Hoffenberg: Ukraine suffers amid war of bombs, words | Business
Another of the first victims of the war against Ukraine is the truth.
Ivan Sonin, 32, and his wife Anastasia Sonina, 31, are the project manager and development manager for Boston Unisoft Technologies, a company owned by Paul Belogour de Guilford, who also owns the Reformer.
At the time of a video interview last week with Sonin and Sonina, the frontline was still about 62 miles from their hometown of Dnipro in eastern Ukraine; a few days later, the first Russian rockets landed there, injuring no one but wreaking havoc nonetheless.
At the time of their Feb. 15 exodus from Ukraine to Sofia, Bulgaria, misinformation was flying, Sonin recalls. If the gossip was to be believed then, the couple ended up staying in Dnipro.
“There was information, like Russia says they have completed their training and will return to their stations. No need to fly to Sofia. But Paul [Belogour] said, ‘No, no, they will fly to Sofia,'” Sonin said.
Later, while queuing at a security checkpoint, the couple heard a story that war had broken out, days before it happened.
The Kremlin kept broadcasting its messages on public media: the Russian Federation is carrying out a special military operation to save Ukrainians from the Nazis (armed by the United States, no less), and that the Russian army is striking only military targets and not civilians. President Vladimir Putin’s government says it is the Ukrainians who are killing civilians.
A few days ago, a brave editor of a major Russian TV channel protested against the war, risking prison and a fine. More than 10,000 war protesters have been arrested there, as the Kremlin cracks down on the free flow of information. Facebook and Twitter are inaccessible on the Russian Internet, and on March 11 the Kremlin said it would also restrict access to Instagram.
Putin has blocked access to Western media and independent news sites in the country, and a new law criminalizes the dissemination of information that contradicts the government line.
Sonin: Ordinary Russians support the war
Sonin wants American readers to know that ordinary Russians support the war, because of this kind of propaganda. Sounds a lot like the echo chambers of partisan TV here in the US
He said Muscovites and other big city dwellers travel a lot and “they see how people live” in Europe and the United States. “But people from small towns never leave Russia,” said Sonin, who thinks everyone should have a passport and see places other than home.
“The old people are staying there,” Sonina added.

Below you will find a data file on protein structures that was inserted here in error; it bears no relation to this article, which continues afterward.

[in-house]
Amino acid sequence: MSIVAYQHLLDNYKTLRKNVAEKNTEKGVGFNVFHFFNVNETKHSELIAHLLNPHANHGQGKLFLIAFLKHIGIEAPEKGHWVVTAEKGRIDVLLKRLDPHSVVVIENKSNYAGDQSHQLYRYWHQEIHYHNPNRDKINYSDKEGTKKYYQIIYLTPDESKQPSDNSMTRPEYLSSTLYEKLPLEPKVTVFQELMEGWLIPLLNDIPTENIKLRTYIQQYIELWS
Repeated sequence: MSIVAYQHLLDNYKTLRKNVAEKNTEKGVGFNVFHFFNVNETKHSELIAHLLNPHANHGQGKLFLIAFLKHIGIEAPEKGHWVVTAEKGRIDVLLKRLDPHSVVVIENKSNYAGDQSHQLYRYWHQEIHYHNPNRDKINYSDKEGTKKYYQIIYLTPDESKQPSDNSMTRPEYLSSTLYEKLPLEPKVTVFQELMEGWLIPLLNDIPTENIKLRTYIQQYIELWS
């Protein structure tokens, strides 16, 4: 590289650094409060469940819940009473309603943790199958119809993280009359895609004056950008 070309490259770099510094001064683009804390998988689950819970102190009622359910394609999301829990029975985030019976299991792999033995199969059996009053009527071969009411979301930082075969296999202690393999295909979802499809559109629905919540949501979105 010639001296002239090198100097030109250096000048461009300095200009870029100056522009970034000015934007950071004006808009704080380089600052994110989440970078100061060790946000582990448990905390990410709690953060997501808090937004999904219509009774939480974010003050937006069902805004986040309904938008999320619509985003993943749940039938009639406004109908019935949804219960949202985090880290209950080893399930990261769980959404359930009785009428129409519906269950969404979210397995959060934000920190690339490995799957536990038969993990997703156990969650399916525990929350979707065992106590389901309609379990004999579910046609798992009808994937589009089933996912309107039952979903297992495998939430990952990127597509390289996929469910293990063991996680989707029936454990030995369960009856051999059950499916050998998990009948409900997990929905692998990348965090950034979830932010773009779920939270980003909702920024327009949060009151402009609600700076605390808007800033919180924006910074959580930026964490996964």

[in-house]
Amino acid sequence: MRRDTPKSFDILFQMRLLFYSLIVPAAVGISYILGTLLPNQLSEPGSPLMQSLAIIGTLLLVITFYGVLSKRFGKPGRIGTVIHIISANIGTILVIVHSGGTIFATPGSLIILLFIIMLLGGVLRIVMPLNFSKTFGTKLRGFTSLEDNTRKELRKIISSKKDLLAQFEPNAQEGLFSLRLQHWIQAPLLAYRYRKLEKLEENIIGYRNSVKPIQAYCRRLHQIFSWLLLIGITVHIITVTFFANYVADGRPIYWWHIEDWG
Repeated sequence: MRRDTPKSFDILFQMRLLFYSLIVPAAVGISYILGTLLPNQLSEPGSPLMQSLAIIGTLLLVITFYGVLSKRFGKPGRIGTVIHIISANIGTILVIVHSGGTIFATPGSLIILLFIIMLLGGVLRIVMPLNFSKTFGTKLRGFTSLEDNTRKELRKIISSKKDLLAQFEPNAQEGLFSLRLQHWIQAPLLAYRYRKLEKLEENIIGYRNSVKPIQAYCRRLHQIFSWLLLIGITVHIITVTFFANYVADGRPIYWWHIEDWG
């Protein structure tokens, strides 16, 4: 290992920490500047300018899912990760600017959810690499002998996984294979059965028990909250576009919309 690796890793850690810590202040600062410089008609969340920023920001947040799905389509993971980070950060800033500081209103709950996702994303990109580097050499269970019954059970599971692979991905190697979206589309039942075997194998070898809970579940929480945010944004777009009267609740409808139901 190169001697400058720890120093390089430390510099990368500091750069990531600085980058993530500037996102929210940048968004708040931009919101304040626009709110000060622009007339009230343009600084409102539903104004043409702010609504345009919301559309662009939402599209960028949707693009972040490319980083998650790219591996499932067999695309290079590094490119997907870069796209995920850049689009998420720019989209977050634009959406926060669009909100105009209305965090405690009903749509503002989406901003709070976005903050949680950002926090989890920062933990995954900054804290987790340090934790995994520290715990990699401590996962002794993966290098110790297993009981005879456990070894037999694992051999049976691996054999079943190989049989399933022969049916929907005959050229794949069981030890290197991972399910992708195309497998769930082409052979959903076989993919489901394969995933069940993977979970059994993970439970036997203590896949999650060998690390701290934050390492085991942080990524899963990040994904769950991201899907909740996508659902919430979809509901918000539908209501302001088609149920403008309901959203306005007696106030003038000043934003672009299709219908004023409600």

“They think Ukraine wants to destroy them,” Sonin said. “They watch TV, they watch this propaganda, as if it says: ‘In Ukraine, there is [are] Nazi people. They want to kill everyone around them,’ and they really support the war,” Sonin said.
Over the eight years of war with Russian-backed separatists, when you listen to the news in Russia, “you will see Ukraine, Ukraine, Ukraine, Ukraine. You turn on Ukrainian news, nothing,” Sonin said. “[The Ukrainian] people don’t care about them.
Knew Putin was aggressive
Sonin said he knew Russian President Vladimir Putin was aggressive and thought a blitzkrieg could happen, yet it surprised him again when the war broke out on Feb. 24.
When the bombs landed in Freedom Square in Kharkiv, the country’s largest square, Sonin was still stunned. Kharkiv is where the couple often went for weekends.
“They start fighting and they start bombing. There was a rocket that came into the center of town where we [had been]. When you see something happening in some places you’ve never been, it’s horrible, but it’s not so horrible. But we were there,” Sonin said.
His Russian extended family
Hearing Sonin talk about his relatives in Russia — uncle, aunt, and a cousin of the same age — smacks of the average American extended family: tone-deaf, inappropriate, and filled with political propaganda.
“[My] cousin, he lives there and he starts texting me when the war is coming. As the situation around Russian television evolved, its message changed all the time,” Sonin recalls.
At first, his cousin joked that he could visit him the following weekend, as the Russian army would encounter no Ukrainian resistance.
“’I want to visit because Ukraine is nothing. There is no army. There is no country. That’s his message,” Sonin recalls.
The cousin doesn’t like Europe either, Sonin said.
“He said: ‘Europe, [like] Ukraine is nothing. Why will they bring you to the European Union? Because you are nothing. You should be with us or with another great country. And he said, ‘Where is your friend? Where is the United States? Where is Turkey?
His aunt sent him a video message, which he ignored.
“It’s like the old people, they send you messages, like photos. I wasn’t so happy,” Sonin said. The message was that “the gifts for them had already arrived”. The video showed Russian rockets as a gift. “She said, ‘I’m not political. I don’t do politics. I say, ‘Sure, that’s OK. But if you send me another of these photos, you will receive a video with dead Russians or dead civilians. Because it’s not fun at all to send pictures like that.’”
His cousin then messaged, puzzled as to why Sonin would be upset.
“Just imagine you have a cousin in another country and he said, ‘I support the war,'” Sonin said. Sonin said he and his cousin are “pretty close,” but he hasn’t seen him since 2014 and doesn’t expect to see him anytime soon.
What’s next for the couple?
Sonin and Sonina are unsure whether they will continue to stay in Bulgaria or move elsewhere. Maybe even go back to Dnipro.
Sonina said all aspects of their lives are back home in Dnipro.
“We actually have a lot there. We have friends. We have our apartments with everything. Like I miss my pillow already,” Sonina said.
“We hope that at some point we can go home. We don’t feel like refugees. We have money for our life. That’s ok for us. We don’t need help, but we want to go home,” Sonin said.